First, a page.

Letting Go of a Depression Cure Can Set You Free

I keep going back to this quote by Vivian Greene when it comes to learning how to live with my chronic illness: “Life isn’t about waiting for the storm to pass… It’s about learning to dance in the rain.”

In fact, every morning I drink out of a mug with that quote on it to remind myself of Vivian’s wisdom: IT’S NOT ABOUT GETTING TO THE OTHER SIDE. With chronic illness, the important exercise is to get out the rain boots and start stomping in the puddles — to not let the downpour stop you from living.

Going into the second decade of living with a host of conditions — retractable depression, inflammatory bowel disease (IBD), hypothyroidism, pituitary tumor, aortic valve regurgitation, Raynaud’s disease, and connective tissue issues — one of the bigger mistakes I keep making is hanging on to the promise that if I do everything “right,” I will be freed from all symptoms for the rest of my life. If I follow the right diet that won’t aggravate my Crohn’s disease or cause brain inflammation that makes me depressed; if I exercise in such a way that doesn’t raise my cortisol and further deplete my adrenals (like running can) or wipe out my good gut bacteria (likeswimming in chlorine can); if I practice mindfulness instead of cuss and reduce my stress…if I do all these things, I will be fixed!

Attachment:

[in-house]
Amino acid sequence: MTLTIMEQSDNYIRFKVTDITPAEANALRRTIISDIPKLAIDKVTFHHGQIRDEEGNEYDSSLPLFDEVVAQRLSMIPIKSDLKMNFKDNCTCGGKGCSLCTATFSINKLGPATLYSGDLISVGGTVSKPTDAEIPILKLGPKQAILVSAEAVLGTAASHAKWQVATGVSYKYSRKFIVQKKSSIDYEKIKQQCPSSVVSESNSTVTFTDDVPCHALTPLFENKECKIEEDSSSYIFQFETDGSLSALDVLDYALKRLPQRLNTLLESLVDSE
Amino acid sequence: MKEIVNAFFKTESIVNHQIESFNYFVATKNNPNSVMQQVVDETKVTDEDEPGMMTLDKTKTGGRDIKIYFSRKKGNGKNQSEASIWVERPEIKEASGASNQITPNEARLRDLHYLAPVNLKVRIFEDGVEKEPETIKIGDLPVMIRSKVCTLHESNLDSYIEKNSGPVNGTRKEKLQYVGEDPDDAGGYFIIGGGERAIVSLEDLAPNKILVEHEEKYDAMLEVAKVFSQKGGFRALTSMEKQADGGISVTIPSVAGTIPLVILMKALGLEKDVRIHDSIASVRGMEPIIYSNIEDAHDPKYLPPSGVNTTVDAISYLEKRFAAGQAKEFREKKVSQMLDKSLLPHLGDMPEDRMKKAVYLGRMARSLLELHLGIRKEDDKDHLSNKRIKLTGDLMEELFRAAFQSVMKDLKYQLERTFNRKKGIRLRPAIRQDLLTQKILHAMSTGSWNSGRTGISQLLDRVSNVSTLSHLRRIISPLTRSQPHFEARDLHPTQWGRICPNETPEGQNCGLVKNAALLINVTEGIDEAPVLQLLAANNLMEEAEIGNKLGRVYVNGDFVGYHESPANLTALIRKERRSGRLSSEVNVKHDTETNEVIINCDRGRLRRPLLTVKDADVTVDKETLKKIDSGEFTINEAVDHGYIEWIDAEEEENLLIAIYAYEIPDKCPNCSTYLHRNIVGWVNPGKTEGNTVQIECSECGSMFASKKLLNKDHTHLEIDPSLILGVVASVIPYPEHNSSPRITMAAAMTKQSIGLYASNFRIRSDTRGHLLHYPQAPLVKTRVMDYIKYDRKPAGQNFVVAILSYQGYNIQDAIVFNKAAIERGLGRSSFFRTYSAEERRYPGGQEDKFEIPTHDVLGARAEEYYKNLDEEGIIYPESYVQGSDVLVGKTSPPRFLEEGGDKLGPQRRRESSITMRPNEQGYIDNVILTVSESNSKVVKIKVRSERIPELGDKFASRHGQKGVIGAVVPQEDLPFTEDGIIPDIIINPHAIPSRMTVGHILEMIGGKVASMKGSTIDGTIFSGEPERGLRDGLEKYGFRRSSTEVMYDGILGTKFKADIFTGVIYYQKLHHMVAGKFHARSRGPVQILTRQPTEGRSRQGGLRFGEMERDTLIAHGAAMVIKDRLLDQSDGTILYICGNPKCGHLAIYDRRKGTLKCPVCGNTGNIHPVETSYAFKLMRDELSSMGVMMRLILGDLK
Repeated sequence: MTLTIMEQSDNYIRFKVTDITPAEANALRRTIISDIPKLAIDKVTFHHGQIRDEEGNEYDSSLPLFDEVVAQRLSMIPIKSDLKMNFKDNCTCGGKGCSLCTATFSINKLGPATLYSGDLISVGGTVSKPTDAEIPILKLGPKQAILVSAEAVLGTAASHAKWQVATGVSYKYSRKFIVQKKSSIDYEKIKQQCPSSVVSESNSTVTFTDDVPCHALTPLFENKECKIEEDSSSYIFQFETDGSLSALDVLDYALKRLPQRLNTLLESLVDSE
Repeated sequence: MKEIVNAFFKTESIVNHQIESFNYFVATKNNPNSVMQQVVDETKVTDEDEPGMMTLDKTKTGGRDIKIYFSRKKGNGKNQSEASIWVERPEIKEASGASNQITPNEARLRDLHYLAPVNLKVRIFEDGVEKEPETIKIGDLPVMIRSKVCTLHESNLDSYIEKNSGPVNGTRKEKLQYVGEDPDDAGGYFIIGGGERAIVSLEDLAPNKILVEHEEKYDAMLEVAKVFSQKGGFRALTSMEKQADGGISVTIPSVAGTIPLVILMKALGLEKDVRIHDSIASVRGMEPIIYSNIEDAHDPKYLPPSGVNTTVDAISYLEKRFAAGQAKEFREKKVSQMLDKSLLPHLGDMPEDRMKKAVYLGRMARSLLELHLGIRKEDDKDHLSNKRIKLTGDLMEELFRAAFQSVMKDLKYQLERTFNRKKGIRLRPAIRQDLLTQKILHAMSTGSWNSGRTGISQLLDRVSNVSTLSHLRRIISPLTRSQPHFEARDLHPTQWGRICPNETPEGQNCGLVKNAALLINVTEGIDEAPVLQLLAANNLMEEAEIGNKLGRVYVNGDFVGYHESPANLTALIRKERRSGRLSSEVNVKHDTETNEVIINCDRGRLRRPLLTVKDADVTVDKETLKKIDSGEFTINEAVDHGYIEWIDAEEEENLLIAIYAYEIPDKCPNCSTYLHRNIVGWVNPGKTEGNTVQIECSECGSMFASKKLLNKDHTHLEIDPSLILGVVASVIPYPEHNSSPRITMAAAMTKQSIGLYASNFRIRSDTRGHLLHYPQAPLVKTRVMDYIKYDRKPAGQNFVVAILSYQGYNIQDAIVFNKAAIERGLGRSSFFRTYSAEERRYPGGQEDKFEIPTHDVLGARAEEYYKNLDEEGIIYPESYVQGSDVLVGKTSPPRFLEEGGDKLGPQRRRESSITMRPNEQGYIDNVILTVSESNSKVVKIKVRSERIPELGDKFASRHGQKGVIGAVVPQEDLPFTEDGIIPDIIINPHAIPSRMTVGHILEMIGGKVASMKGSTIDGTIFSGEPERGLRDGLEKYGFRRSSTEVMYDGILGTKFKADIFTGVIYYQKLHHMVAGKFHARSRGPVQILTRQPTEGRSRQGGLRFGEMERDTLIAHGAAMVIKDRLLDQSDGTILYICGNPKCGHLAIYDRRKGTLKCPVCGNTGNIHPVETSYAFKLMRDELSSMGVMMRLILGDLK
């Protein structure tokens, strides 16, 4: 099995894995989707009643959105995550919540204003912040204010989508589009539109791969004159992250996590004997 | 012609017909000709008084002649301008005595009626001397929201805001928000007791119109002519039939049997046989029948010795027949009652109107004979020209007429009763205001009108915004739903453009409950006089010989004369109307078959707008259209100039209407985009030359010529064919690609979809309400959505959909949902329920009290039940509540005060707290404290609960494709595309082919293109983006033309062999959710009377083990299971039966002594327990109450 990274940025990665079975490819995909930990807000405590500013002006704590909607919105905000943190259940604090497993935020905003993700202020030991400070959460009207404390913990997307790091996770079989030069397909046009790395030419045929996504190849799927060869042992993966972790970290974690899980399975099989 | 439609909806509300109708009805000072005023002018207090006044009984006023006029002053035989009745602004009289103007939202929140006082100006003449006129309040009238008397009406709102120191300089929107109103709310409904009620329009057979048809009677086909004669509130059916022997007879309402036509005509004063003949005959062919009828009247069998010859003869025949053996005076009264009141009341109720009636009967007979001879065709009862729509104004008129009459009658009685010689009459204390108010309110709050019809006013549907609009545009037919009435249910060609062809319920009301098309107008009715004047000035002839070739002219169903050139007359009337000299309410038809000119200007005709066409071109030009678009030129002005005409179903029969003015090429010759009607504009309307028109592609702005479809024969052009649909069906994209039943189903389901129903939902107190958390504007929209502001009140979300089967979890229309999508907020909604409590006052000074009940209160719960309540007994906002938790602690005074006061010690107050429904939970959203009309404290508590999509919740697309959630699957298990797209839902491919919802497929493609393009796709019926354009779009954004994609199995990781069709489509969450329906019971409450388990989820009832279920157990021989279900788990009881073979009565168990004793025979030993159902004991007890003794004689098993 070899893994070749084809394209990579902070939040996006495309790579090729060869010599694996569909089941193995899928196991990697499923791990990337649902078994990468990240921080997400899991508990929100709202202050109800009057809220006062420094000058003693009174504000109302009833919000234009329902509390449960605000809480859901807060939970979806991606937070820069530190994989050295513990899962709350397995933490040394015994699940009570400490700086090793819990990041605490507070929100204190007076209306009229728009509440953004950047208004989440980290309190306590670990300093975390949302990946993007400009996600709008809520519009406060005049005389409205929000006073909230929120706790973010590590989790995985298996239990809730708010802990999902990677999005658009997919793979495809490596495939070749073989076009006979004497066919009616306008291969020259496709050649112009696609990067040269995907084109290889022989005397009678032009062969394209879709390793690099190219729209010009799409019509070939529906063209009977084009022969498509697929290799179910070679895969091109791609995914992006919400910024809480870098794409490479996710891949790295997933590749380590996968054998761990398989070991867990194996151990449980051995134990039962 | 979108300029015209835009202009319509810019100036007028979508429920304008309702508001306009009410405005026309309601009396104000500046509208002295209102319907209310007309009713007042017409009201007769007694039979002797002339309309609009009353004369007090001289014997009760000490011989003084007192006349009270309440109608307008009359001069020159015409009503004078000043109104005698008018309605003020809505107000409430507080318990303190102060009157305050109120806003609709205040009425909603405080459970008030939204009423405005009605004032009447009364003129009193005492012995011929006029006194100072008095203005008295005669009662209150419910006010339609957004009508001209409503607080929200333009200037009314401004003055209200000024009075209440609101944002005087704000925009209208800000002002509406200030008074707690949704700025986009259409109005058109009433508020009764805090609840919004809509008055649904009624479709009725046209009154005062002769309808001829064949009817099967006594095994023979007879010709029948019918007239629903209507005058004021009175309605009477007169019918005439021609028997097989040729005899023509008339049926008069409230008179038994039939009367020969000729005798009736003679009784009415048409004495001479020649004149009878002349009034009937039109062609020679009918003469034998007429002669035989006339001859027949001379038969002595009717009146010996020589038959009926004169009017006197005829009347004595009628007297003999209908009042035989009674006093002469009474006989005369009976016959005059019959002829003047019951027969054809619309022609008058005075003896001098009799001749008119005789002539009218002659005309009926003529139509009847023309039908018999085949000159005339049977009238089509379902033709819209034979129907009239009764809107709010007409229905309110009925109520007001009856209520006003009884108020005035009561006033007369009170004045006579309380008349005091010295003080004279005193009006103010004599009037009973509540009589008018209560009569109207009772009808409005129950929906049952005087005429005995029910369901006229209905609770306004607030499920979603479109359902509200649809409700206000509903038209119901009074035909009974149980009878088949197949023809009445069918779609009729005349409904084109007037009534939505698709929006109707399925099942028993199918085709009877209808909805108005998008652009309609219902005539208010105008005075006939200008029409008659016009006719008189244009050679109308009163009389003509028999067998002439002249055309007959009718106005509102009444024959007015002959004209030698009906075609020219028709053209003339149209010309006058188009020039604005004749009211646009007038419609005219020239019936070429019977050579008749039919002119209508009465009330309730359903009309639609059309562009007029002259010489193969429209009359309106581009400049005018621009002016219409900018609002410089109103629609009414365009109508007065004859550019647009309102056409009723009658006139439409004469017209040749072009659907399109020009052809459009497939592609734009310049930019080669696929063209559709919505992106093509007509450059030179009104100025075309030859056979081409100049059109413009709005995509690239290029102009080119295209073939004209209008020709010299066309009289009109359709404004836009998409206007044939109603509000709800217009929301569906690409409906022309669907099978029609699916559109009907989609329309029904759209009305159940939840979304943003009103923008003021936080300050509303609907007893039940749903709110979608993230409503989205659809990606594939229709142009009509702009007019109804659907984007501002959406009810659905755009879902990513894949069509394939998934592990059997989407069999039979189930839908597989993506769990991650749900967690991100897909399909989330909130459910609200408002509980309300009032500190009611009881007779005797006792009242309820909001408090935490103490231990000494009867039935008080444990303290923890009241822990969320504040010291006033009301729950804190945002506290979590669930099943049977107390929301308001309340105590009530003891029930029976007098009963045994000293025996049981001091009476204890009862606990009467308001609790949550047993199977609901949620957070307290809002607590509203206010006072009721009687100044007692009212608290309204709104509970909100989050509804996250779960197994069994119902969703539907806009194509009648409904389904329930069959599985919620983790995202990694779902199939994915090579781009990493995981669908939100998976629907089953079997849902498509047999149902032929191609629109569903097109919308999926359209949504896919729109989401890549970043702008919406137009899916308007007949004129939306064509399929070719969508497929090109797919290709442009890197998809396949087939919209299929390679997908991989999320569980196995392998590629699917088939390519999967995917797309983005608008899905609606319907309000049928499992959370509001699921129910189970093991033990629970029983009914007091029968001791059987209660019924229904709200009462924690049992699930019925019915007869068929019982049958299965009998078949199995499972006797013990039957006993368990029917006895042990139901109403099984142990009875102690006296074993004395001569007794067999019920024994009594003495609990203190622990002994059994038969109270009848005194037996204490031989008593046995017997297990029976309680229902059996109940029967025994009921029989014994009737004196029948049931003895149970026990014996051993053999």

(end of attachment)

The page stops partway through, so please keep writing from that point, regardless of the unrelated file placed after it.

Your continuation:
One day this past summer I was especially discouraged because, having returned home from a family vacation very depressed and anxious, I realized I couldn’t practice my health regimen perfectly every day for the rest of my life. There would be times I wouldn’t be able to make it to yoga, and my sleep would be compromised. Fresh kale wouldn’t always be in the fridge. I should expect lots of more evenings out when a waiter sets a basket of hot fries or tortilla chips right in front of me, or my daughter can’t finish her hot fudge sundae and my willpower wilts.

“We won’t always get it right,” a friend reminded me when I told her I caved to the fries and was therefore depressed. “And even if we did manage to do it all perfectly, would it ‘cure’ us? We have a chronic illness that will occasionally (hopefully less and less) rear its ugly head into our lives no matter how hard we try!”

This was true. I tend to forget about the word “chronic.”